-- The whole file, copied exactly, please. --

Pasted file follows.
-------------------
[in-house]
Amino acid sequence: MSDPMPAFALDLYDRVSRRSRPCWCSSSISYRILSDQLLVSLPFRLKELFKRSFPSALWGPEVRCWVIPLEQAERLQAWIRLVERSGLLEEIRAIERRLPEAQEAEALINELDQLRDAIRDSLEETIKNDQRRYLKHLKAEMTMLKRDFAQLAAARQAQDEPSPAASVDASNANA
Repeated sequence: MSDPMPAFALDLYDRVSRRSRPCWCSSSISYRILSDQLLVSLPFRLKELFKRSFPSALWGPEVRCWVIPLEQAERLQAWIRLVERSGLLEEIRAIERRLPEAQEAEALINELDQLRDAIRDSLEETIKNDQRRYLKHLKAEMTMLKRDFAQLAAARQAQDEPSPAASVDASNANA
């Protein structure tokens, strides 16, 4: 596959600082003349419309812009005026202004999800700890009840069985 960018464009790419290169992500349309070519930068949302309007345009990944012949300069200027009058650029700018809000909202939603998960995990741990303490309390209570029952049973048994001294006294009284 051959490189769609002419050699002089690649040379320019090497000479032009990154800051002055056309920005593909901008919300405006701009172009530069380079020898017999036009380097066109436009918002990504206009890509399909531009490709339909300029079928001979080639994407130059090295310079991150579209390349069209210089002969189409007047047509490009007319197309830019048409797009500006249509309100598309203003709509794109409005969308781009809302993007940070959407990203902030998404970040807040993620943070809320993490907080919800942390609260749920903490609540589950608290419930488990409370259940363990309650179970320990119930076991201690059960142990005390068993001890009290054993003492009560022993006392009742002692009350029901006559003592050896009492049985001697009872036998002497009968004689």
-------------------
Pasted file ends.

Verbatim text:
[in-house]
Amino acid sequence: MSDPMPAFALDLYDRVSRRSRPCWCSSSISYRILSDQLLVSLPFRLKELFKRSFPSALWGPEVRCWVIPLEQAERLQAWIRLVERSGLLEEIRAIERRLPEAQEAEALINELDQLRDAIRDSLEETIKNDQRRYLKHLKAEMTMLKRDFAQLAAARQAQDEPSPAASVDASNANA
Repeated sequence: MSDPMPAFALDLYDRVSRRSRPCWCSSSISYRILSDQLLVSLPFRLKELFKRSFPSALWGPEVRCWVIPLEQAERLQAWIRLVERSGLLEEIRAIERRLPEAQEAEALINELDQLRDAIRDSLEETIKNDQRRYLKHLKAEMTMLKRDFAQLAAARQAQDEPSPAASVDASNANA
């Protein structure tokens, strides 16, 4: 596959600082003349419309812009005026202004999800700890009840069985 960018464009790419290169992500349309070519930068949302309007345009990944012949300069200027009058650029700018809000909202939603998960995990741990303490309390209570029952049973048994001294006294009284 051959490189769609002419050699002089690649040379320019090497000479032009990154800051002055056309920005593909901008919300405006701009172009530069380079020898017999036009380097066109436009918002990504206009890509399909531009490709339909300029079928001979080639994407130059090295310079991150579209390349069209210089002969189409007047047509490009007319197309830019048409797009500006249509309100598309203003709509794109409005969308781009809302993007940070959407990203902030998404970040807040993620943070809320993490907080919800942390609260749920903490609540589950608290419930488990409370259940363990309650179970320990119930076991201690059960142990005390068993001890009290054993003492009560022993006392009742002692009350029901006559003592050896009492049985001697009872036998002497009968004689």